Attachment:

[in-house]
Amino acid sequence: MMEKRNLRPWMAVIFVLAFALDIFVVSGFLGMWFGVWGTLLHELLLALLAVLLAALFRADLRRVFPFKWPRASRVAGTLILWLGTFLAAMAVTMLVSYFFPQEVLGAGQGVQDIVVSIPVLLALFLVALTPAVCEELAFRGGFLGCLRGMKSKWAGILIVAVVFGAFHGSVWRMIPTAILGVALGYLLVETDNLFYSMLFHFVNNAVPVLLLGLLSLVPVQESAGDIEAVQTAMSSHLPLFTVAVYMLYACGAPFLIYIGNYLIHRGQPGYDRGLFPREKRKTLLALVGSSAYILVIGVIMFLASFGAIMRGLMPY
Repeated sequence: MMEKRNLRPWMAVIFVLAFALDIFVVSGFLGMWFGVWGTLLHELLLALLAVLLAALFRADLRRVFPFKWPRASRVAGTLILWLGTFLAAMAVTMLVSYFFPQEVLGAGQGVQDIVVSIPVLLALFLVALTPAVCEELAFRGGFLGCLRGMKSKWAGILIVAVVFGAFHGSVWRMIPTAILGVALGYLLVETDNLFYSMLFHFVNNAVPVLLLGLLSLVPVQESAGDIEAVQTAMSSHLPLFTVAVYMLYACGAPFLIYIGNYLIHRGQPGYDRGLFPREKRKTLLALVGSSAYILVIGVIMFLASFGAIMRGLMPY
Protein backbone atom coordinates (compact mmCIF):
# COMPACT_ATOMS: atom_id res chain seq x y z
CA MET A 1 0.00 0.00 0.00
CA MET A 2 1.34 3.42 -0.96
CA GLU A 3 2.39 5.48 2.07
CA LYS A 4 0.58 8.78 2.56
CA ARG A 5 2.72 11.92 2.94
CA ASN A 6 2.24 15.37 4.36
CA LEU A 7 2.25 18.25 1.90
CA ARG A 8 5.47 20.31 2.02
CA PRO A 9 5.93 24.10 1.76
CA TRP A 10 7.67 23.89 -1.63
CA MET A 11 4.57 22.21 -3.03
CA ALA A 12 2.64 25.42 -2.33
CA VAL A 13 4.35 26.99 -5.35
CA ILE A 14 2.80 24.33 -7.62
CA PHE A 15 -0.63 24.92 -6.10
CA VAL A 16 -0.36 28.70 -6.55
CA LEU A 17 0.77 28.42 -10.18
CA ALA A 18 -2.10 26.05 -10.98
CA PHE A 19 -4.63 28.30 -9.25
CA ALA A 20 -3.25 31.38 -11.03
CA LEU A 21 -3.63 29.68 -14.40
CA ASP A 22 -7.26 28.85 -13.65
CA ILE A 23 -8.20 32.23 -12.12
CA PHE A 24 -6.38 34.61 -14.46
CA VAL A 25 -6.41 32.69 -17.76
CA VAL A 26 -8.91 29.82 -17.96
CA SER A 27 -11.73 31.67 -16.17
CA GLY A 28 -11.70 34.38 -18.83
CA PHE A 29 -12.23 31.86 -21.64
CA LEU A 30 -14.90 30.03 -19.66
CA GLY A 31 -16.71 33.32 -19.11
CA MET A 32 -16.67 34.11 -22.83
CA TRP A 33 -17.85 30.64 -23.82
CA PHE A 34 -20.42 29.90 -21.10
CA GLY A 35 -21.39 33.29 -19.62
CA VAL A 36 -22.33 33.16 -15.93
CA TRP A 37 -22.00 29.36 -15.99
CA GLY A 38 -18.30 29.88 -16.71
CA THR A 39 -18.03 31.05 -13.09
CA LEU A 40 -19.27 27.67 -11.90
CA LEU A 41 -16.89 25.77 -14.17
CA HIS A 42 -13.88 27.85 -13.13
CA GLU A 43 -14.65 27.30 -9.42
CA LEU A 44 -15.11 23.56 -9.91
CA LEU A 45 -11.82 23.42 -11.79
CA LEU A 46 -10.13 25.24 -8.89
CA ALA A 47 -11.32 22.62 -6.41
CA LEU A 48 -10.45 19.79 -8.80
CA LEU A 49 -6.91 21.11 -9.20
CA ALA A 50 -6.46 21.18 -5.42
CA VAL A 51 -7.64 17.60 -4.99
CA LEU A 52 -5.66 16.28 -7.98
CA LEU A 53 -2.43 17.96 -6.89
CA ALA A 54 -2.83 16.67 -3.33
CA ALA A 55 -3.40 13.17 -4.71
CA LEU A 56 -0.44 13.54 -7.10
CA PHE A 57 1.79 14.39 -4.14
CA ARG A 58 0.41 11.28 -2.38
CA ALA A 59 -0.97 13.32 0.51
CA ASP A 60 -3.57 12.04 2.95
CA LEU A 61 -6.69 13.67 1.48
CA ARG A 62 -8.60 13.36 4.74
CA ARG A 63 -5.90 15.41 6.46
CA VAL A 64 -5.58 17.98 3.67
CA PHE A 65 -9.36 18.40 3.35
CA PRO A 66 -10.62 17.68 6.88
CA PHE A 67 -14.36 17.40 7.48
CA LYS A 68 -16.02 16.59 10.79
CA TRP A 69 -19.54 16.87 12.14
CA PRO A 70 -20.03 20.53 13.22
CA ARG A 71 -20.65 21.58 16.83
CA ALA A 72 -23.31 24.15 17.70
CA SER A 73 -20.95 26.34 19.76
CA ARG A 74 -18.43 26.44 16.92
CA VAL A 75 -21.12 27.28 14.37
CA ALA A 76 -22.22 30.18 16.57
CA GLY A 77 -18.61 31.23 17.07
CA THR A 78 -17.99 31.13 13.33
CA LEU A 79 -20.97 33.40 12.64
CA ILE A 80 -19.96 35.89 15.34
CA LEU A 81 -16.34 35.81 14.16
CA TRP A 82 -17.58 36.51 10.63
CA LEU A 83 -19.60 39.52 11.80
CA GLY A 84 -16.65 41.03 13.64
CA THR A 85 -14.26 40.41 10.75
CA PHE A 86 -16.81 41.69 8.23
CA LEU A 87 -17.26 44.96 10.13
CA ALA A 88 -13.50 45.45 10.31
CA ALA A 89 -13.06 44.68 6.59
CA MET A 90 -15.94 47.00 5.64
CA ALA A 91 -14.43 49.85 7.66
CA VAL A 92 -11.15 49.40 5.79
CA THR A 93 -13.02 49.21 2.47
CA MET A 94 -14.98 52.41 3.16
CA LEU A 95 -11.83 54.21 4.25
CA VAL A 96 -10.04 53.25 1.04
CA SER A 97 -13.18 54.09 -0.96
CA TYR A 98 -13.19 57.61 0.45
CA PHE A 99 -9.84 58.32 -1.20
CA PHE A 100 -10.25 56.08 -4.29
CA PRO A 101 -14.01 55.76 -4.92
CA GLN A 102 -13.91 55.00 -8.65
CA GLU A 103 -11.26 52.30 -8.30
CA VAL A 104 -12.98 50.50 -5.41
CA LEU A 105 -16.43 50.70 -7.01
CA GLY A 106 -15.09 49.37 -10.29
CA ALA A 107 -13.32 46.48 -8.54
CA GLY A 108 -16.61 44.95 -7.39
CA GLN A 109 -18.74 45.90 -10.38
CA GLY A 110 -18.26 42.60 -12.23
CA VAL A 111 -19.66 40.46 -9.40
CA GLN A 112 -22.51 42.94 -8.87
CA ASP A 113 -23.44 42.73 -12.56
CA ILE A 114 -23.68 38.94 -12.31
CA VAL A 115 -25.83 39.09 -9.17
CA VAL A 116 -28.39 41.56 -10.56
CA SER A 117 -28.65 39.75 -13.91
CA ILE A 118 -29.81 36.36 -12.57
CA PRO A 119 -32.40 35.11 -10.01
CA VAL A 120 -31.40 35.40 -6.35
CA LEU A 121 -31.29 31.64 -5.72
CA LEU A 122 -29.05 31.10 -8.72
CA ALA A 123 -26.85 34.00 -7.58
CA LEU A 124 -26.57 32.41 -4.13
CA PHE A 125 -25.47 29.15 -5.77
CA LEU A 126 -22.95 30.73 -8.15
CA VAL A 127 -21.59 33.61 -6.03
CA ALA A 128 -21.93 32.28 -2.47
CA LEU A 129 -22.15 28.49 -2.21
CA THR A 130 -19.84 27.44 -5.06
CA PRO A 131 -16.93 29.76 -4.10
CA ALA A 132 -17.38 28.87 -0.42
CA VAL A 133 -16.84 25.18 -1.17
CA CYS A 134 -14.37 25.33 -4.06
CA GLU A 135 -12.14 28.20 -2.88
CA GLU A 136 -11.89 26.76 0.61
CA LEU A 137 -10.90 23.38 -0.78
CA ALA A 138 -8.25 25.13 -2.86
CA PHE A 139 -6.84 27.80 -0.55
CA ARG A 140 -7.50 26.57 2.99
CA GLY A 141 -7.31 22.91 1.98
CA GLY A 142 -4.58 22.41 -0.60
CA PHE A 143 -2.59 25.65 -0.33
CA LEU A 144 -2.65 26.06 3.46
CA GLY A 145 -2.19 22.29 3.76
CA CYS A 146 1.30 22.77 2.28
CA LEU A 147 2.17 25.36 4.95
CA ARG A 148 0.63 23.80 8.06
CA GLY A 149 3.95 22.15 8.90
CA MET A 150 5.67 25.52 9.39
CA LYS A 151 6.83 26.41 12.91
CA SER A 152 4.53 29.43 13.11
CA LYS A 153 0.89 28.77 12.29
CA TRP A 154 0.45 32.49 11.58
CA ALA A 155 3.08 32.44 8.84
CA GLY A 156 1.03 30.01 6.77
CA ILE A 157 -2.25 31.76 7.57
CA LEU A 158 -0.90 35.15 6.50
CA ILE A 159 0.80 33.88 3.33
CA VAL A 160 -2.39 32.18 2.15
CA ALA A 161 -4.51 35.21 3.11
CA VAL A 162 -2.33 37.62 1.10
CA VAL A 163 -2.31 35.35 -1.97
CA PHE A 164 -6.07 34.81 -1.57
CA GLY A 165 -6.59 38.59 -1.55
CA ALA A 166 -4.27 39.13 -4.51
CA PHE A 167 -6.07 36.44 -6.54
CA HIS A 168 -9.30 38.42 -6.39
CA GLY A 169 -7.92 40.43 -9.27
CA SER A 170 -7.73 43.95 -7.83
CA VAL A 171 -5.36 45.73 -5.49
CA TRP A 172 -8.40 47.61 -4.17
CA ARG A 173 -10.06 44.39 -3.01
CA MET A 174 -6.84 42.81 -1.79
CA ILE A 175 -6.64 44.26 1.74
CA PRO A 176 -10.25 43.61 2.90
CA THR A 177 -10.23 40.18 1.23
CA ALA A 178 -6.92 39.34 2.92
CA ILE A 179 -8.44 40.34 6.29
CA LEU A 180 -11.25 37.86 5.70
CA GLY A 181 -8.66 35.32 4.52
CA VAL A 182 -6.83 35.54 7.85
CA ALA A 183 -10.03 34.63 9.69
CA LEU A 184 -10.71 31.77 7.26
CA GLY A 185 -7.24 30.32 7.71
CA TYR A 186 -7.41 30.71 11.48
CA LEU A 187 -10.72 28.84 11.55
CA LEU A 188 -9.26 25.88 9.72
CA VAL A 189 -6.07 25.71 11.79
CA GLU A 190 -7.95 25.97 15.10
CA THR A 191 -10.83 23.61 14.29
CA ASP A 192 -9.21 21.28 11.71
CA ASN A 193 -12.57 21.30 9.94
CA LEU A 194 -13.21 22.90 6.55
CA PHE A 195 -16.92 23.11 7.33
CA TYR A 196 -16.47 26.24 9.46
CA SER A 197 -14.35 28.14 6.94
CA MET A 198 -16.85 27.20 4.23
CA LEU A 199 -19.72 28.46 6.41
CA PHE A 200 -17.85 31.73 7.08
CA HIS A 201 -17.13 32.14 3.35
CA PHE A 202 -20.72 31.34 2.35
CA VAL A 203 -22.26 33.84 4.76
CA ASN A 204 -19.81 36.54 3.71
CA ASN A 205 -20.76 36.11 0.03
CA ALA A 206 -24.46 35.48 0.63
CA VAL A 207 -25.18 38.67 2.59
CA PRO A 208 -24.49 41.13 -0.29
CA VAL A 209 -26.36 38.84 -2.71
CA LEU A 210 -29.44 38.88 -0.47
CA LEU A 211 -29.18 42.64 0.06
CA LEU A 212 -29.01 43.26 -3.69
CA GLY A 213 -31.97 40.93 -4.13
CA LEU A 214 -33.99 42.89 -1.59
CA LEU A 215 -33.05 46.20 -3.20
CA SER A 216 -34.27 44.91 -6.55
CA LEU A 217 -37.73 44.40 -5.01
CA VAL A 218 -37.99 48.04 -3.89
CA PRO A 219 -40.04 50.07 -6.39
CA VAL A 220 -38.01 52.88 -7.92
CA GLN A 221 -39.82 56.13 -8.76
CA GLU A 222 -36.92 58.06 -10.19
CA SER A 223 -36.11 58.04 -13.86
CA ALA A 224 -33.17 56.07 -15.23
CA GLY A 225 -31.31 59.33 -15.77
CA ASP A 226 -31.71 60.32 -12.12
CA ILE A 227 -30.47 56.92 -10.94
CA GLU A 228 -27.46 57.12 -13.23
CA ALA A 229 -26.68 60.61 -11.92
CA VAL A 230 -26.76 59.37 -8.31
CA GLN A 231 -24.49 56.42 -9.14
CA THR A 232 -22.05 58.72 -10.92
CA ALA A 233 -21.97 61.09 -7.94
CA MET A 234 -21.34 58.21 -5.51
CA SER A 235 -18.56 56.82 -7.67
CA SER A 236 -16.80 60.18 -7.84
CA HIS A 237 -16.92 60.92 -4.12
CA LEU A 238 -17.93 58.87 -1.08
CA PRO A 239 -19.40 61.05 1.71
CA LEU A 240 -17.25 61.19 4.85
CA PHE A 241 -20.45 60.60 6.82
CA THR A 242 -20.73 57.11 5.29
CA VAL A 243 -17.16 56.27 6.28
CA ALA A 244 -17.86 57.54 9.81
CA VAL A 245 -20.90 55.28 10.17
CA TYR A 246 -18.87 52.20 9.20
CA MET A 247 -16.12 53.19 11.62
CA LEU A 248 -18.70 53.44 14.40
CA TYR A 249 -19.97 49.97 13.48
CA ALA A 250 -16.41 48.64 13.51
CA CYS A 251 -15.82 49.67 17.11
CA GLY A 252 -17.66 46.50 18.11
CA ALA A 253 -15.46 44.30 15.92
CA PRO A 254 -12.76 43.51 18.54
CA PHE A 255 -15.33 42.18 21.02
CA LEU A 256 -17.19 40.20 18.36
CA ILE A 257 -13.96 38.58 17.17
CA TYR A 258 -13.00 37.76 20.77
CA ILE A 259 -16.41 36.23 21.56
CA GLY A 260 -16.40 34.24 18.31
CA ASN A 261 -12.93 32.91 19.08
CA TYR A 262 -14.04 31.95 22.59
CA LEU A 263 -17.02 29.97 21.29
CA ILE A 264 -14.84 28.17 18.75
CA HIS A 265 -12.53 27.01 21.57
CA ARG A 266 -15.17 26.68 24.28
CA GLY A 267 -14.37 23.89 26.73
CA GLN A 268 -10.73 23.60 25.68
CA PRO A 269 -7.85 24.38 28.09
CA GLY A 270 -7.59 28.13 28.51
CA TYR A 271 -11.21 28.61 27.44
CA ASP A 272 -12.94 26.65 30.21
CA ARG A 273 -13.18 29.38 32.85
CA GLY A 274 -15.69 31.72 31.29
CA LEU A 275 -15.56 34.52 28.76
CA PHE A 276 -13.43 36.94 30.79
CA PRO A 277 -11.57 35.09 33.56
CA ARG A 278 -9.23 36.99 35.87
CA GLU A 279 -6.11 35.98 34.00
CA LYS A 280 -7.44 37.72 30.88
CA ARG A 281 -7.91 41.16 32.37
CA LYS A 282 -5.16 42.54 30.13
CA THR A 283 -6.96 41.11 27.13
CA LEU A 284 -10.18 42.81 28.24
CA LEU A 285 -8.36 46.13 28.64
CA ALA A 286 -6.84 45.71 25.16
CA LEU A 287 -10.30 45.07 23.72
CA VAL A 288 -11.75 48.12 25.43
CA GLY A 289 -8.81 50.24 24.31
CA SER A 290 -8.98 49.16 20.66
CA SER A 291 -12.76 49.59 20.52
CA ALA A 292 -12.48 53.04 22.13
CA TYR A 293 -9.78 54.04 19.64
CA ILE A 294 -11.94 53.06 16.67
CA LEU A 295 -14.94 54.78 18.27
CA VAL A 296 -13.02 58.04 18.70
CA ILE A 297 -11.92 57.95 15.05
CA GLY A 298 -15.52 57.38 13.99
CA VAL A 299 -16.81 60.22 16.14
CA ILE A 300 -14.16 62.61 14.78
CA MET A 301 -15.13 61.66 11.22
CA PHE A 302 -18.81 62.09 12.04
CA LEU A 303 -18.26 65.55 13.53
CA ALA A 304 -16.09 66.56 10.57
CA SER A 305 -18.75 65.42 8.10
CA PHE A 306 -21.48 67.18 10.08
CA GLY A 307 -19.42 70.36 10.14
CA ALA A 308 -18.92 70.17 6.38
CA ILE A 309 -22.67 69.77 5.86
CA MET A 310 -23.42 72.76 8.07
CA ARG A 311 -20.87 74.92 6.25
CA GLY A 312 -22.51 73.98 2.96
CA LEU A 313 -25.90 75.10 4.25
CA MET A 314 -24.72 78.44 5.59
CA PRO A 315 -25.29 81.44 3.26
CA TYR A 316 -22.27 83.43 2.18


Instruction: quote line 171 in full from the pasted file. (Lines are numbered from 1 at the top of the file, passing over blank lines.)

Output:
CA ALA A 166 -4.27 39.13 -4.51